Post U.S. Attorney career[edit]

In April 2017, the University of Alabama School of Law announced that Joyce Vance would join the law school as a Distinguished Visiting Lecturer in Law (effective August 2017) teaching in the areas of criminal justice reform, criminal procedure, and civil rights.[51]

In 2018, Vance signed a contract to become an MSNBC contributor, frequently providing on-air commentary regarding developments in the Mueller investigation and other legal issues that involved the Trump administration.[52] Since 2021, she also co-hosts the #SistersInLaw podcast with Jill Wine-Banks, Barbara McQuade and Kimberly Atkins Stohr, and the Cafe Insider podcast with fellow former U.S. Attorney Preet Bharara.[53] [54] In June 2022, Vance launched the Civil Discourse newsletter on Substack, which has since gained a readership of over 215,000 subscribers. [55] [56]

Vance also sits on the bipartisan advisory board of States United Democracy Center.[57]

Personal life[edit]

Vance is married to Bob Vance, a Jefferson County, Alabama, Circuit Judge. They have four children. Vance is the daughter-in-law of federal judge Robert S. Vance, who was murdered by a mail bomb in 1989.[1]

Vance is Jewish.[1] She is an avid knitter and once maintained a blog[58] (now dormant) about knitting and yarns.[1]

See also[edit]

References[edit]

  1. ^ a b c d e Hansen, Jeff (December 23, 2009). "'Well-nigh unshakable' Joyce White Vance '82 is one of Obama's first U.S. attorneys". Bates Magazine. Retrieved October 28, 2022.
  2. ^ a b c MacDonald, John (August 7, 2009). "Senate Confirms Joyce Vance". Al.Com. Retrieved September 26, 2014.
  3. ^ "Obama Nominates Vance as U.S. Attorney". Tuscaloosa News. Retrieved September 26, 2014.
  4. ^ Craft, Kim. "Judge Revokes Hooks' Bond". Gadsden Times. Retrieved September 26, 2014.
  5. ^ MacDonald, John (August 10, 2009). "Vance Sworn In". Al.Com. Retrieved September 26, 2014.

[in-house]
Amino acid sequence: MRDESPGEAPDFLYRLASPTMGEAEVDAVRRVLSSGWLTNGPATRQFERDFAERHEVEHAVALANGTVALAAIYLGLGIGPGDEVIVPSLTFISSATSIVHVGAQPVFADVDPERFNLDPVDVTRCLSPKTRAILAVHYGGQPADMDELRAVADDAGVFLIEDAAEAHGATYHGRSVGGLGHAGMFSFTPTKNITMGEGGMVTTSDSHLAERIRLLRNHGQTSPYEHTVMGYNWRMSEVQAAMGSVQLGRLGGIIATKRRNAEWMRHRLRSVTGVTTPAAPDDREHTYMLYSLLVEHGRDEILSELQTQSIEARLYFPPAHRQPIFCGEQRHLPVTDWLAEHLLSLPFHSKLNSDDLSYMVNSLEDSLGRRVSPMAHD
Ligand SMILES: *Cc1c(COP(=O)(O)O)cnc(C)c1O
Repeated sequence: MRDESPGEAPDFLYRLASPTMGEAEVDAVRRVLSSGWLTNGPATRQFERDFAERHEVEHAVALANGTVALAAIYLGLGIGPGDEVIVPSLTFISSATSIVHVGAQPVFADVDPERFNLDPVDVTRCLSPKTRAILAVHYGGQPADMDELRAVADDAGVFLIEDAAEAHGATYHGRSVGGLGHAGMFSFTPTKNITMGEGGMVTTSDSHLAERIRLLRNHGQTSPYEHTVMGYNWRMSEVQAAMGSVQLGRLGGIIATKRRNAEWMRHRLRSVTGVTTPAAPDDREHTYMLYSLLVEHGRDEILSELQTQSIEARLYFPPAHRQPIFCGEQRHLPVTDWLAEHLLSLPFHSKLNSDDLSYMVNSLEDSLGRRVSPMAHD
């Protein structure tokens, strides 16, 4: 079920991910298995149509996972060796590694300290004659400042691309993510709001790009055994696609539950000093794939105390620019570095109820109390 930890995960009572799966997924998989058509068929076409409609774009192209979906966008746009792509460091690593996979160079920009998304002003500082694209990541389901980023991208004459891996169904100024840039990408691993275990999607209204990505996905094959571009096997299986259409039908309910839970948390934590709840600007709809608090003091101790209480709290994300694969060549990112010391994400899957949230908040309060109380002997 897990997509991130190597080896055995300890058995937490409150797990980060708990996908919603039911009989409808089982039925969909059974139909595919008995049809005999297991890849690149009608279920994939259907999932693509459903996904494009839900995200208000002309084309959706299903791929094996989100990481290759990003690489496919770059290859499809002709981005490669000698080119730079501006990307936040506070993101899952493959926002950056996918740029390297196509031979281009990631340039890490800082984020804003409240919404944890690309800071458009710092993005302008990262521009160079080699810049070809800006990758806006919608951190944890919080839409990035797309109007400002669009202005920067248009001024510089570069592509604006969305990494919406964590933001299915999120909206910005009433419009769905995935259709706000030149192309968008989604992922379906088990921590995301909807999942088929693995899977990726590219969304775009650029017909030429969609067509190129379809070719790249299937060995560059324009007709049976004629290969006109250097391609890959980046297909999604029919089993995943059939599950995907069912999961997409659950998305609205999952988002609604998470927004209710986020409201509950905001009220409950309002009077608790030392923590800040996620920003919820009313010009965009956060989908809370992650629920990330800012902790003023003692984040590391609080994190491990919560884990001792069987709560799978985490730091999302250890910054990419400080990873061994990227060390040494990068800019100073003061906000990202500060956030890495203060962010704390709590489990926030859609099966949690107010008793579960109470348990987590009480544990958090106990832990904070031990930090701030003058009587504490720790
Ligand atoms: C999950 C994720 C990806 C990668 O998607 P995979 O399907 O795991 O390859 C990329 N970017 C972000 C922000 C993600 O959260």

6. ^ MacDonald, John (August 10, 2009). "U.S. Attorney Joyce Vance Will be Sworn in". Al.Com. Retrieved September 26, 2014.
  7. ^ Johnson, Carrie. "Attorney General Prepares to Fill Advisory Panel". Washington Post. Retrieved September 26, 2014.
  8. ^ Palazzolo, Joe. "Holder Announces New AGAC Members". Main Justice. Archived from the original on October 6, 2014. Retrieved October 1, 2014.
  9. ^ Lawson, Brian (October 26, 2009). "Key Committees". al.com. Retrieved September 26, 2014.
  10. ^ "Meet the U.S. Attorney". Justice Department. Retrieved September 26, 2014.
  11. ^ Faulk, Kent (February 10, 2012). "Uzbek Native Charged". Al.Com. Retrieved September 26, 2014.
  12. ^ Reeves, Jay. "Kodirov Sentenced". Huffington Post. Retrieved September 26, 2014.
  13. ^ "U.S. Attorney to Moderate Panel of Experts on Cybercrime and Security | USAO-NDAL | Department of Justice". Justice.gov. March 20, 2015. Retrieved March 14, 2019.
  14. ^ Sharpe, Keisa (March 25, 2015). "Staying one step ahead of cyber crime". Alabama NewsCenter. Retrieved March 14, 2019.
  15. ^ "ICE Director Saldaña discusses combating cyber crime with DOJ Assistant Attorney General for National Security | ICE". Ice.gov. September 24, 2015. Retrieved March 14, 2019.
  16. ^ "2015 DOJ Cybersecurity Seminar | Cyber Huntsville". Archived from the original on November 13, 2016. Retrieved November 12, 2016.
  17. ^ "Two to plead guilty to fraud, HIPAA violations". Databreaches.net. February 8, 2019. Retrieved March 14, 2019.
  18. ^ Blalock, Bob (August 12, 2009). "OUR VIEW: Birmingham's new U.S. attorney, Joyce Vance, says the right things about prosecuting public corruption". Al.Com. Retrieved September 27, 2014.
  19. ^ Patterson, Nick. "Putting the Bad Guys Away". Weld. Retrieved September 26, 2014.
  20. ^ "FBI Campbell Release". FBI.Gov. Retrieved September 26, 2014.
  21. ^ "Prosecutors Charge Former JCCEO Official" (PDF). worldnow.com. Retrieved September 26, 2014.
  22. ^ "Federal indictment: Huntsville police officer conspired to make cocaine trafficking charges go away". WHNT.com. December 29, 2014. Retrieved March 14, 2019.